“[T]here are infected people in this center,” he said. “But no one asks [the guards] directly if they are infected or not. COVID-19 has no borders, and [the guards] know it.”   

In fact, a kitchen worker who contacted SIFI recently claimed there were confirmed cases of COVID-19 inside of Irwin County, and that the detention center was under quarantine. The man was instructed to replace plastic ware with paper plates as a precaution. Given that he suffers from diabetes and high blood pressure, he expressed concern of contracting the virus and experiencing respiratory complications.   

For his part, Francisco is deeply concerned about the influx of new people detained daily – people who recently have been outside of detention, where they could have easily contracted the virus.   

“We will be affected by the impact of the virus, and that will cause a wave of infection,” he said. “The only way to avoid it is to be outside of this place. The imminent impact of the virus will end our lives, and once it spreads among the detainees, it will be overwhelming. Even if ICE decides to stop bringing in new detainees, there’s nothing in place to prevent [all of us] to be easily infected.”

‘We only have God with us’

The Guardian reports that guards at LaSalle ICE Processing Center in Jena, Louisiana, allegedly sprayed a man with what he called “toxic gas” after two other detainees warned him to skip meals because the food could carry COVID-19. Moreover, a woman detained at ICE’s South Louisiana Correctional Center in Evangeline Parish, Louisiana, believes she saw officers in hazmat suits feeding someone through a slot in a door.

At Folkston ICE Processing Center in Folkston, Georgia, a SIFI attorney observed an ICE officer walk into the facility from the parking lot and deliver a thermometer to detention center staff. After overhearing that the officer had driven to various drugstores to find a thermometer, the attorney surmised that most likely, ICE headquarters had not yet supplied the facility with sufficient thermometers to meet its needs.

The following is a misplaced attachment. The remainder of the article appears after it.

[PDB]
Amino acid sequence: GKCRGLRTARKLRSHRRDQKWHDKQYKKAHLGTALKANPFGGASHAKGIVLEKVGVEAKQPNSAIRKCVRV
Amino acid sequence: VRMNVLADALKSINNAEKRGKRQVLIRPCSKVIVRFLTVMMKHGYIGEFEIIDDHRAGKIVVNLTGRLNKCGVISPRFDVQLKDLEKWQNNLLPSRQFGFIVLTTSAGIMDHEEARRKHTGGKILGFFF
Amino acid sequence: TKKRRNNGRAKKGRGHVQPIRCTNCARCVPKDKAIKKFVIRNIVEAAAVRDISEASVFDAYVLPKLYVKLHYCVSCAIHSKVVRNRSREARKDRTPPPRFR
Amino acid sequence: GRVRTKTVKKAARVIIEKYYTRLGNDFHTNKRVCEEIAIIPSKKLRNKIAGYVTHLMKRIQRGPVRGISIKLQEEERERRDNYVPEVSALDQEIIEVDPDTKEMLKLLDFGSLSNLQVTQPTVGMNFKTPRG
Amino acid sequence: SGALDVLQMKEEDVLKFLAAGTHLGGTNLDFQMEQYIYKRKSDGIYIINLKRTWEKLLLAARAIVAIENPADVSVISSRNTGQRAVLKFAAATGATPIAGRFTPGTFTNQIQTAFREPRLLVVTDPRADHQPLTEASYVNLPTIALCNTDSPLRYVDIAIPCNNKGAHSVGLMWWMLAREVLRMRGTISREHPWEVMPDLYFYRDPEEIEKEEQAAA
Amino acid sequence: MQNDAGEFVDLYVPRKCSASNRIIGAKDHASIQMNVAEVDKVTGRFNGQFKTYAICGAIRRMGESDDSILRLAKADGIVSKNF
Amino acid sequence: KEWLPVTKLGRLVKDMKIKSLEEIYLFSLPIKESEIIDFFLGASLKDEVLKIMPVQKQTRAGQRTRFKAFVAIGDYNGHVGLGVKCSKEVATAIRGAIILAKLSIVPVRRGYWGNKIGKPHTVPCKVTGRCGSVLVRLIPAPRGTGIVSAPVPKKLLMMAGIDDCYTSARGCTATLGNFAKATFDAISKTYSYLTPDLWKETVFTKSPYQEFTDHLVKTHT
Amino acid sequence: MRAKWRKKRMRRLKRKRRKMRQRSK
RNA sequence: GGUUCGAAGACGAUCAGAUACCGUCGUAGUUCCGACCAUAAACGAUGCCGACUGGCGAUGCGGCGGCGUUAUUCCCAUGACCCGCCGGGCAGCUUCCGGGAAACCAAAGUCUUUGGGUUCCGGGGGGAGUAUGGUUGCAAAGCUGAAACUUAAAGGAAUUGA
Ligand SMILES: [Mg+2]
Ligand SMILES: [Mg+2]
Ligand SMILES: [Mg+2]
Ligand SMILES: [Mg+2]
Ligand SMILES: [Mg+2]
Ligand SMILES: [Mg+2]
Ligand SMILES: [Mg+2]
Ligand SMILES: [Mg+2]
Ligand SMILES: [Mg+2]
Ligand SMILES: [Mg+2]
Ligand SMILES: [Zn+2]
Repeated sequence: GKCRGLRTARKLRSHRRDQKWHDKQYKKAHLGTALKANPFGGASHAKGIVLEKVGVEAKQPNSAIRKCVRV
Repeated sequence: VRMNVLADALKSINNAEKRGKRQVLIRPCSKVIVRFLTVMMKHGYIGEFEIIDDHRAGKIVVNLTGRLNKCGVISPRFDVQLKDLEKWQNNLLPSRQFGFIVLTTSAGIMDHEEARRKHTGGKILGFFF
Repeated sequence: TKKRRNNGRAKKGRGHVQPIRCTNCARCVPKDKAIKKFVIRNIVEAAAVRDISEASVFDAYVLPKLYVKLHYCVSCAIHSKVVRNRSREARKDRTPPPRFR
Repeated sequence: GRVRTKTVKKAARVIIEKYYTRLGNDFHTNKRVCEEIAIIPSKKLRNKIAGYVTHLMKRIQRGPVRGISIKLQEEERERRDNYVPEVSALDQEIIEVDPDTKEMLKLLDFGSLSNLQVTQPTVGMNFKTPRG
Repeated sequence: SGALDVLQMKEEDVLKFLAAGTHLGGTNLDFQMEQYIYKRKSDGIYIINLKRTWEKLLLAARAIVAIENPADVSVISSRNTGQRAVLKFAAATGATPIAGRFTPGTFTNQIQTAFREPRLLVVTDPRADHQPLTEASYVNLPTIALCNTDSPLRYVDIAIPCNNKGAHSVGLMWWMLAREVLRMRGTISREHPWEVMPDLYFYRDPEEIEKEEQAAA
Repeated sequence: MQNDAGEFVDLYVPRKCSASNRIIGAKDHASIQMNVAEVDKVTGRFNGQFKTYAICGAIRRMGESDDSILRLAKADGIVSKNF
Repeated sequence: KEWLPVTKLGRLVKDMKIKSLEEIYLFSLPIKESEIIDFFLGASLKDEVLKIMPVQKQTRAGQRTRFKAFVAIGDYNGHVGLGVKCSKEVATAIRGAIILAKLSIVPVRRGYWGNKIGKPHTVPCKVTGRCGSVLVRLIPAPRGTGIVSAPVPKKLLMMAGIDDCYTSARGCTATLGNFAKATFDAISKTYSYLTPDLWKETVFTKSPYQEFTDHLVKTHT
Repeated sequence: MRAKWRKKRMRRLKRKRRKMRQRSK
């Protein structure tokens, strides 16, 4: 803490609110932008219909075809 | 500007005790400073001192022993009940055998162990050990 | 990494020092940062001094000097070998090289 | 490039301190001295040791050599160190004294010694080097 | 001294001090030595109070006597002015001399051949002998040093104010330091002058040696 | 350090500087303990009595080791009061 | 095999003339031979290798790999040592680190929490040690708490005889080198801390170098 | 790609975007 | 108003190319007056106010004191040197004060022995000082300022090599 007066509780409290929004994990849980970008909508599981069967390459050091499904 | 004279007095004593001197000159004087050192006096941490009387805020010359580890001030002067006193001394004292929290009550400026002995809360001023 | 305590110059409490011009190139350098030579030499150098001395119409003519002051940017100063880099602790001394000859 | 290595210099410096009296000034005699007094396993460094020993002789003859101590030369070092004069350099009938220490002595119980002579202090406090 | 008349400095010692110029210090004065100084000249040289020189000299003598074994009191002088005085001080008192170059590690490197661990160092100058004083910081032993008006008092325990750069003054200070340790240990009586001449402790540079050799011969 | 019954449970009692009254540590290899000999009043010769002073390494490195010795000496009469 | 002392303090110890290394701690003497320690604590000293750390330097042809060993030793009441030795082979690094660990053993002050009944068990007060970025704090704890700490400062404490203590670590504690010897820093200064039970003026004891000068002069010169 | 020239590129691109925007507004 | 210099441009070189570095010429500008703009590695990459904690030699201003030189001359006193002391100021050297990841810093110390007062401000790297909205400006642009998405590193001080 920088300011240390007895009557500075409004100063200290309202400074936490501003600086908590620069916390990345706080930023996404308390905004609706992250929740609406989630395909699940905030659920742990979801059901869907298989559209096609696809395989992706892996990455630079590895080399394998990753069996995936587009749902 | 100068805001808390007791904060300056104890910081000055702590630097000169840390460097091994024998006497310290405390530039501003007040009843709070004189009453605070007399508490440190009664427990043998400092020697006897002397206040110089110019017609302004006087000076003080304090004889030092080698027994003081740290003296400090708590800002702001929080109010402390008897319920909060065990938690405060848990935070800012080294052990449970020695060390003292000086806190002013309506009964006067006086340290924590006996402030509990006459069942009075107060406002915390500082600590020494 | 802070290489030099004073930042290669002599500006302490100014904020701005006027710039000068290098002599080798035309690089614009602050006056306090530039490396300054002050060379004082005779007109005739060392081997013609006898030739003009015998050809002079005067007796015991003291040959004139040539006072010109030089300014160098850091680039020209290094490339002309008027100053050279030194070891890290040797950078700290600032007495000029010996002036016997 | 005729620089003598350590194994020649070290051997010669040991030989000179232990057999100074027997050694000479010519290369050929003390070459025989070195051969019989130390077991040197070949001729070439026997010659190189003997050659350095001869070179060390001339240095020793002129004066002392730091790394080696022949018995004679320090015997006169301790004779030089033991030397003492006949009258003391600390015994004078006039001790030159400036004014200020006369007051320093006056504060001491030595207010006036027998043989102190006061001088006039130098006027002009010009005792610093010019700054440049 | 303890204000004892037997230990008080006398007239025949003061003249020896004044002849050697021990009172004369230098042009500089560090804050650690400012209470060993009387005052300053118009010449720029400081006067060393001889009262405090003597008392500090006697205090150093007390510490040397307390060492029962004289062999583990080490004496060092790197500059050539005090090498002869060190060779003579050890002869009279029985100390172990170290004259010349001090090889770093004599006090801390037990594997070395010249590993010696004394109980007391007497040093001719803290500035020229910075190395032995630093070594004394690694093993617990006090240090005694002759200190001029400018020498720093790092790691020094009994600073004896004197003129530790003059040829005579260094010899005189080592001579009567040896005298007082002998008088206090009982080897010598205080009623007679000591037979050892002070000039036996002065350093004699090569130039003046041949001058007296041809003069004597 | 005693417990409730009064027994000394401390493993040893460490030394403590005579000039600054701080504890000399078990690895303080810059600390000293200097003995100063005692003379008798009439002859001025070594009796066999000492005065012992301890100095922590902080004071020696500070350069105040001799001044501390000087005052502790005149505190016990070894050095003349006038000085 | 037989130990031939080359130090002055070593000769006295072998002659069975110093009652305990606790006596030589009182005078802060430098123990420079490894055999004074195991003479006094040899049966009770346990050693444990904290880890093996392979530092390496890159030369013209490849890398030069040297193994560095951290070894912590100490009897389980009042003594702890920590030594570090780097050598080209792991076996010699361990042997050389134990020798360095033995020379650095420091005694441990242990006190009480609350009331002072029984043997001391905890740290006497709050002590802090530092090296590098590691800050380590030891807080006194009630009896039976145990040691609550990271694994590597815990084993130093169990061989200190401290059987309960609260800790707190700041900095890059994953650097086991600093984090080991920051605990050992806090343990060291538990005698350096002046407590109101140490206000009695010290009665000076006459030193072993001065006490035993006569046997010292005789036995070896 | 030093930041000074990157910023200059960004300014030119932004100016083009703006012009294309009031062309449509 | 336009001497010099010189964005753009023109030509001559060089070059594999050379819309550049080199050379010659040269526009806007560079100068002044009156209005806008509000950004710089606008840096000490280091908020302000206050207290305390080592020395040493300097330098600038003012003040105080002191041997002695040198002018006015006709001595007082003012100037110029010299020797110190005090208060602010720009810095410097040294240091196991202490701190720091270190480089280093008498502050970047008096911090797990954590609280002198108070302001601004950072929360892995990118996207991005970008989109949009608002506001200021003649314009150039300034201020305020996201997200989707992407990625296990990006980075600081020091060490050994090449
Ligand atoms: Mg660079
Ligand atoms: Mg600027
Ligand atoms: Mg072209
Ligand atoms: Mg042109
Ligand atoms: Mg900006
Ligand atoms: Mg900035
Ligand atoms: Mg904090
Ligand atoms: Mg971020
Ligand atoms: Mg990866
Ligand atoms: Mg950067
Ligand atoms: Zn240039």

Said one man detained at Folkston, “It’s very frightful in here because there are many people, we only have God with us.”

‘Sentenced to certain death’

The situation that faced Robert – a man who had been detained since October 2018 – was perhaps more grave than most. SIFI secured his release from Stewart on April 1, the same day the detention center reported its first case of COVID-19.  

Robert – who the SPLC previously interviewed – said that not only is there a lack of proper resources to ensure basic preventative hygiene measures, but necessary items like soap can only be obtained by purchasing them through his commissary account.

Over the past two months, Robert said, the situation inside Stewart has been extremely tense. Two units, including one next to his own, were quarantined. He said guards would not go inside the units, and that they would simply leave food on the floor, next to the door.

When Robert grew ill, it took him six days to be seen by medical staff. He was forced to sleep less than a meter away from another person, who slept a meter away from someone else. Social distancing was impossible. Making matters worse, Robert also said that more than 60 people share three toilets in his unit. As the outbreak officially reached the detention center, fewer guards began coming to work, he said.

At Folkston, where Robert was originally detained, he worked for $2.50 a day cleaning the toilets. When he was moved to Stewart, he became unable to work due to a medical reaction he had while working in the laundry room. As someone with diabetes, high blood sugar and high cholesterol levels, Robert was already extremely vulnerable to contracting the worst of COVID-19. He had no money in his commissary account, and no way to protect himself when the detention center falls short of providing basic hygienic supplies for him.  

The SPLC and its allies recently asked a federal court to issue a preliminary injunction requiring that ICE take immediate steps to protect people in its custody, particularly those who have medical conditions making them more susceptible to serious illness and death from COVID-19.

Although Robert was released, Francisco and thousands of others are left behind, trapped in rural detention centers in the Southeast. Francisco said he feels like he’s been given a death sentence.     

“Being [here] in the middle of this pandemic is like being sentenced to certain death without ever having committed a crime that merits such sentencing,” Francisco said. “We are estranged from our loved ones and uncertain about our immigration cases as we face one of the most difficult moments of humanity in modern history.”

Read this story for perspective from a coordinator for the SPLC’s Southeast Immigrant Freedom Initiative who regularly visits the Pine Prairie ICE Processing Center in Louisiana.

Photo by Reade Levinson/Reuters